Dr Alex George admitted that 'grief hit [him] like a brick' as he struggled with the loss of his brother Llŷr, who took his life at the age of 19 in July.
In the caption of his photo, Dr Alex said: 'Grief hits you like a brick at times. Driving to work today it really hit me really hard.
'I feel so sad at times. I really miss my brother. I am sharing this because it's ok to feel sad. It's ok to cry. Miss you mate x'
Describing the moment his father told him about Llŷr's death, Dr Alex wrote in The Sun: 'In that moment my world fell apart, it came down around me, it shattered.'
The A&E doctor explained that his brother had no diagnosed history of a mental health condition and never told him how he was feeling despite being 'very close'.
Urging people to remember that there is 'no type' when it comes to mental health, he said that Llŷr did not share his struggles due to the stigma surrounding suicide mental health.
He continued: 'Not once did Llŷr tell me how he was feeling, I'm a doctor, we were very close, he knew I was a mental health advocate and hugely passionate about it.'
Dr Alex, who has been a mental health advocate for years, went on to explain that his pain from Llŷr's sudden death will no doubt be there for the rest of his life.
He added that his brother is always in his thoughts, as he shared his hope he will eventually be able to live alongside his grief.
He explained: 'That pain will be there for the rest of my life but at some point I hope I'll learn to live alongside it.'
The doctor, who works in A&E at London's Lewisham Hospital, took to social media in December to urge Boris Johnson to meet with him.
He penned a candid letter to the Prime Minister on Instagram, urging him to give more value to 'support for emotional and mental wellbeing' in schools.
He shared a snap of himself holding a handwritten banner reading 'Boris let's talk #mentalhealthmatters' alongside his lengthy caption.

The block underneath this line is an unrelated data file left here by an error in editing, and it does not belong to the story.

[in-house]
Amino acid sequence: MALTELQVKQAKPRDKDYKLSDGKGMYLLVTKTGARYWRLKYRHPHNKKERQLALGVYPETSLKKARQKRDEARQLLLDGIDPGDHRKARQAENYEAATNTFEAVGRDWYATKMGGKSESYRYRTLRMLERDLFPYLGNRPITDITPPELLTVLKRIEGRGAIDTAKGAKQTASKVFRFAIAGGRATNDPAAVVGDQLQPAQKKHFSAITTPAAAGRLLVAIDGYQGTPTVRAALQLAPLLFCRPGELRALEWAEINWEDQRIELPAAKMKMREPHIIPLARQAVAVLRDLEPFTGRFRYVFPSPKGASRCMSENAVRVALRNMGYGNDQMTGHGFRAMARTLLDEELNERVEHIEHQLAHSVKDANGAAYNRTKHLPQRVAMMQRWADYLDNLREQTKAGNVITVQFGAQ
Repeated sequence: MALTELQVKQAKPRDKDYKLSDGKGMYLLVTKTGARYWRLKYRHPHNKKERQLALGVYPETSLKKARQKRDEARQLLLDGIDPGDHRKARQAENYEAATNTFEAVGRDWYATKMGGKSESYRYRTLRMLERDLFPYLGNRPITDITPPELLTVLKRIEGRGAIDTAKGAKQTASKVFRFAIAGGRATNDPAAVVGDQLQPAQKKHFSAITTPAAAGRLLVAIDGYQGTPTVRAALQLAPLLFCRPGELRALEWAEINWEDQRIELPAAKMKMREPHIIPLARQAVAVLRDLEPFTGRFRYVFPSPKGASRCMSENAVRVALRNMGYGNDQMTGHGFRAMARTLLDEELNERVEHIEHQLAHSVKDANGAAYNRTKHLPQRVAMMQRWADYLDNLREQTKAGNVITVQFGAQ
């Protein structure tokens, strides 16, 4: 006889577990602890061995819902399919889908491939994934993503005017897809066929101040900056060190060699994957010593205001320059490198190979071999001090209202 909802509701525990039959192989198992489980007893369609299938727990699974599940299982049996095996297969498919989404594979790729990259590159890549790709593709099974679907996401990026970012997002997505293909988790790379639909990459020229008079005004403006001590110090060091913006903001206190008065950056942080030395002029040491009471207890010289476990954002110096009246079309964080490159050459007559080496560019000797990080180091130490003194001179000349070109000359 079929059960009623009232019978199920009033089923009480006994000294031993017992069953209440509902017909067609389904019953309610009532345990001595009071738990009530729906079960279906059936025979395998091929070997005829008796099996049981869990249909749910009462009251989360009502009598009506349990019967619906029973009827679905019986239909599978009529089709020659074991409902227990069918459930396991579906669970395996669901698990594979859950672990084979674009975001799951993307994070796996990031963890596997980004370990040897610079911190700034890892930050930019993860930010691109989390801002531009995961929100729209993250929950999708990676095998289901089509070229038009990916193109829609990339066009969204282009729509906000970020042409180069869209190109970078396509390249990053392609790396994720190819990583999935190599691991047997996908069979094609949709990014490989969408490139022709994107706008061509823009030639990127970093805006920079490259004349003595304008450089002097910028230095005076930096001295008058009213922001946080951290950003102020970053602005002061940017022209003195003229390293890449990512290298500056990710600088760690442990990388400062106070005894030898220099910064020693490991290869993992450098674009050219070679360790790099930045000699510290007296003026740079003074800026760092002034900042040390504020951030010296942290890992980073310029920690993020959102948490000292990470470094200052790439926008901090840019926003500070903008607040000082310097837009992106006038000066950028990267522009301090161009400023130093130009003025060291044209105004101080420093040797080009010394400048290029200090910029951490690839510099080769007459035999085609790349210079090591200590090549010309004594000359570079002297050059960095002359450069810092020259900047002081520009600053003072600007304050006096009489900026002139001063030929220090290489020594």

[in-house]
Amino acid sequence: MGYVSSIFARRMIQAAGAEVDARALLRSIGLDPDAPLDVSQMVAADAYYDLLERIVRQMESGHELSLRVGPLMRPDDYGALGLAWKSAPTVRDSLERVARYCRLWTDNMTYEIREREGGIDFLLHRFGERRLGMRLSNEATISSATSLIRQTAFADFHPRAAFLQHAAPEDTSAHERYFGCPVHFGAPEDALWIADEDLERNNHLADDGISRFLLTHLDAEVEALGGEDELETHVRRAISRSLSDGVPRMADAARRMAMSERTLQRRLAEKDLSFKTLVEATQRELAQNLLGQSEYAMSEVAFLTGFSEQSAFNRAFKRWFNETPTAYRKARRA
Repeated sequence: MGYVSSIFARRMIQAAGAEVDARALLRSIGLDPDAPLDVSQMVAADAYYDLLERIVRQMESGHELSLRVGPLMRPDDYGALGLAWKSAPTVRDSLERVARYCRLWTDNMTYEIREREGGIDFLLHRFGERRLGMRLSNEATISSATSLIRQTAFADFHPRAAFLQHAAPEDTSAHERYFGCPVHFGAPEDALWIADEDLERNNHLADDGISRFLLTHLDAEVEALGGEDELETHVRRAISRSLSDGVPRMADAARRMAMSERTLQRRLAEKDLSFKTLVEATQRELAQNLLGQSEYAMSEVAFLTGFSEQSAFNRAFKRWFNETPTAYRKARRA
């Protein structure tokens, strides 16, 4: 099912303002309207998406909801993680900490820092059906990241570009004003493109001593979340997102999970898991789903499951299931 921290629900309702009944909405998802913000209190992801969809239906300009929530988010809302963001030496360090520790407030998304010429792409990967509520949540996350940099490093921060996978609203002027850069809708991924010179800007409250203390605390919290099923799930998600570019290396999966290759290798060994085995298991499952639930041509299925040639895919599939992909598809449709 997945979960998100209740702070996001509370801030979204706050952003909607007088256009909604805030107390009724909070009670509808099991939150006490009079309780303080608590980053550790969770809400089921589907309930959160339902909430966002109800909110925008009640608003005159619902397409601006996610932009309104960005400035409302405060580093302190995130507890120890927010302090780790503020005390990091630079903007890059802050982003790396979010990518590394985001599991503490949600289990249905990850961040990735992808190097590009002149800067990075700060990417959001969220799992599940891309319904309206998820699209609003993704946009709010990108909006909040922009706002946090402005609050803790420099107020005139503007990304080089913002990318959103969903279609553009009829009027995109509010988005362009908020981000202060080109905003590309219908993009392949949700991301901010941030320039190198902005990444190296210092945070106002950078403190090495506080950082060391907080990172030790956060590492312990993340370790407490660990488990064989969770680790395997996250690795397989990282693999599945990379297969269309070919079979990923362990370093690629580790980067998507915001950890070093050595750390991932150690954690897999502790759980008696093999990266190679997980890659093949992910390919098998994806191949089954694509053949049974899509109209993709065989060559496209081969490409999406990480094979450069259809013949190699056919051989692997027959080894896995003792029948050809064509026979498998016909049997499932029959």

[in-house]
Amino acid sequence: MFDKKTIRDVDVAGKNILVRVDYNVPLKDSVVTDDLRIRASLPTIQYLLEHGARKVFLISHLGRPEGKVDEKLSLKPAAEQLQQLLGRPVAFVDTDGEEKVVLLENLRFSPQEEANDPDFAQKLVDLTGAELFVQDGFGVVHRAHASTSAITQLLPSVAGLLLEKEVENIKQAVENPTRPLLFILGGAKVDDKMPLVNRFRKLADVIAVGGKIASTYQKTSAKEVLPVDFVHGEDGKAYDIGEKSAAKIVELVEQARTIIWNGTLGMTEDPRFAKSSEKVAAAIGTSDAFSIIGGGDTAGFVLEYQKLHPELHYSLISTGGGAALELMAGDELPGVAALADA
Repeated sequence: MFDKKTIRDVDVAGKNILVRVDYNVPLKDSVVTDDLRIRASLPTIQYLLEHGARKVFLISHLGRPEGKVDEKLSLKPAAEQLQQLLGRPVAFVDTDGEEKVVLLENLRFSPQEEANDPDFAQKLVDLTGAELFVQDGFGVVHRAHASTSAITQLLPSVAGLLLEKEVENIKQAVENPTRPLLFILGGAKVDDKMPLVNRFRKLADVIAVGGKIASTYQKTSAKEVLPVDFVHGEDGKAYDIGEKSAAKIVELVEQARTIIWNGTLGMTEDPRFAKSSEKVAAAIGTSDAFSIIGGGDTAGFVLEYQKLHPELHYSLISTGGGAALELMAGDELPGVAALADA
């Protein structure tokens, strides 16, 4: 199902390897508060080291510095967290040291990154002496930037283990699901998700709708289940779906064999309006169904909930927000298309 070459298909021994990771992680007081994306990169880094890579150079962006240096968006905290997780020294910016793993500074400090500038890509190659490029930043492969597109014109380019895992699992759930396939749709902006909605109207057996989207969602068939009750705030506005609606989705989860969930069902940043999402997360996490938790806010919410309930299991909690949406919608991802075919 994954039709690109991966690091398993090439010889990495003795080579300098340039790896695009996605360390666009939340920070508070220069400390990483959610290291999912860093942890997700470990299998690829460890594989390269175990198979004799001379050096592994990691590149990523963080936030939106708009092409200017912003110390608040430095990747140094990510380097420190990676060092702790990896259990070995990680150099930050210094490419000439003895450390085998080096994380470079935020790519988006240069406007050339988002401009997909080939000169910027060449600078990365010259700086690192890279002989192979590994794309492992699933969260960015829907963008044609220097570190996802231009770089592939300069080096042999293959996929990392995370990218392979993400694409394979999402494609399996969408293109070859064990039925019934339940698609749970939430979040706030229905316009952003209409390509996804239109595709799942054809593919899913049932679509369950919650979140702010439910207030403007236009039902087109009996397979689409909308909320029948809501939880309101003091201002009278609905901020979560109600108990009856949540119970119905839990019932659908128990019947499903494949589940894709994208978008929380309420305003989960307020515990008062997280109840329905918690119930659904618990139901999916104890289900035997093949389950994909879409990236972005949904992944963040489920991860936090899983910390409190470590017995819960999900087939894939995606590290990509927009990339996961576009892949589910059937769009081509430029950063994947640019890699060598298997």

The reality TV star said he has spent 'months' researching and speaking to charities and believes that mental wellbeing needs to be treated with the 'same importance as core subjects such as Maths and English'.
He explained that the issue has only become 'more important' due to the effects of the Covid-19 crisis, saying that each loss of life to suicide is 'potentially preventable'.
Dr Alex urged his 1.5million followers to share his call for action and tag Boris Johnson and Education Secretary Gavin Williamson, who he also requested to meet with.
His lengthy caption read: 'DEAR BORIS JOHNSON, Our children have a right to receive quality mental health education and support that adequately prepares them for the world in which we live.
“Too many lives are lost each year to suicide, each one of them a potentially preventable loss of life. How many more lives must we lose before we act?
'I would like to meet with yourself and Secretary of State for Education @gavinwilliamson.mp to discuss the changes which I propose. I look forward to hearing from you, Dr Alex George.
'Please tag @borisjohnsonuk and share to make this happen'
Back in September 2020 Alex broke his silence and spoke to Lorraine Kelly about the death of his brother
And the TV doctor did not stop there, as he also shared a flood of posts on his Instagram stories urging his followers to help him 'act'.
Speaking about his brother's death, he wrote: 'I might not be able to help my brother. But I can help other children and young adults, with your help. Together.'
He added: 'I have been quiet until now. Gathering information. Speaking to experts. Understanding the issue. Now it's time to act. Please help me.'
Dr Alex also fumed in all caps that 'our children have a right to mental health education', arguing that 'they deserve better' as he vowed he would not give up.
He also shared driven reactions from his fans, including teachers and practitioners, who argued that 'not enough' was being done to 'protect mental health'.
The doctor also posted an array of messages continuing to thank his followers for all of their support; His comments come after he endured his first Christmas without his brother Llŷr.
'I've been going through the hardest time in my personal life after loosing my brother Llŷr to mental health in July,' he told listeners. 'He was only 19 with a career in medicine ahead of him.
'I was so so proud of him. I miss him so much and he is always in my thoughts.'